To help close the skill gap in the U.S., IBM and CTA announced an Apprenticeship Coalition at CES 2019. [shutterstock: 552115585, Matt Benoit]

To help close the skill gap in the U.S., IBM and CTA announced an Apprenticeship Coalition at CES 2019. [shutterstock: 552115585, Matt Benoit]

CTA And IBM Announce Apprenticeship Coalition

The Consumer Technology Association (CTA) and IBM announced the launch of the CTA Apprenticeship Coalition, an initiative that will create thousands of new apprenticeships in 20 U.S. states and help close the skills gap companies face in hiring new employees.

The technology sector accounts for 10 percent of U.S. GDP and is the fastest-growing part of the American economy. However, there aren’t enough skilled workers to fill the 500,000 open high-tech jobs in the U.S. And according to CTA’s Future of Work survey, tech executives report that, in the next five years, they will struggle to fill jobs in software development, data analytics and engineering.

CTA Apprenticeship Coalition

The CTA Apprenticeship Coalition aims to help solve the looming shortage of workers. Furthermore, it wants to ensure the tech sector remains key to America’s success. It provides frameworks for more than 15 different apprenticeship for careers in fast-growing fields including software engineering, data science and analytics, cybersecurity, mainframe system administration, creative design and program management. IBM’s successful apprenticeship program, which launched in 2017, will serve as a model for new apprenticeships.

The apprenticeships created by the Coalition provide pathways to tech jobs in all parts of the country. From Kansas to Minnesota to Louisiana — and not only in traditional tech hubs on the coasts.

Its goal is to widen the aperture when it comes to hiring by placing the focus on skills rather than specific degrees. It covers early-career professionals to mid-career transitions and everything in between. These apprenticeships represent a new pathway to success in 21st century careers. Included are the growing number of new collar roles not always requiring a traditional bachelor’s degree. They also offer an opportunity to build in-demand skills without taking on student debt.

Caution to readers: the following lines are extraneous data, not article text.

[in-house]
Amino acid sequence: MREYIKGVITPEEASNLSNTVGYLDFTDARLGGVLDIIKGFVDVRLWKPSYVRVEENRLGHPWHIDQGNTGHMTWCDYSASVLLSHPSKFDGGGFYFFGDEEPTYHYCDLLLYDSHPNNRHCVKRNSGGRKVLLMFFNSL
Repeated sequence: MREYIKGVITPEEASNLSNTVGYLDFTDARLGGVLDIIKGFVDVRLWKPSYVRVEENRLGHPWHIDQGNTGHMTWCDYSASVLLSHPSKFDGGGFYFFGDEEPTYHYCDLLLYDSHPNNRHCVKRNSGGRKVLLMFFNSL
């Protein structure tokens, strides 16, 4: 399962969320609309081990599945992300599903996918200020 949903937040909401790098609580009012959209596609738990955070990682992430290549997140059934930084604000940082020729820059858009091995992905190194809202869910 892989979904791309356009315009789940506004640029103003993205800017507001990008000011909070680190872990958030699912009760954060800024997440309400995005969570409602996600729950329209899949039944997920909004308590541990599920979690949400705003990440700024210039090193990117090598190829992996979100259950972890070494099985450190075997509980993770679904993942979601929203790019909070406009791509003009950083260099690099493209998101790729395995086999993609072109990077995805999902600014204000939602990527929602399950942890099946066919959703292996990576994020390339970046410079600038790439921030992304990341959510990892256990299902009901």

“Tech innovations are creating new jobs and careers. Apprenticeships are one of the most successful types of work-based learning. Consequently, they will help revitalize the U.S. workforce from coast to coast,” said Gary Shapiro, president and CEO, CTA. “We’re excited to provide our members with a free resource that allows companies to establish and scale their apprenticeship programs.”

IBM’s part

During her opening at CES 2019, Ginni Rometty, president and chairman of IBM, announced that IBM pledged to add at least 450 apprenticeships a year for the next five years.

“At IBM, being an open and trusted company means going beyond the technology. This entails working to understand and address the societal impact of tech,” said Rometty. “Our commitment – and our entire industry’s obligation – is to build a workforce that is ‘tomorrow ready.’ This new Coalition allows us to scale apprenticeship programs nationwide. Furthermore, we can prepare more workers for the surging number of new collar jobs that require in-demand skills, but not always a four-year degree.”

 

You might also like

0 replies

Leave a Reply

Want to join the discussion?
Feel free to contribute!

Leave a Reply

Your email address will not be published. Required fields are marked *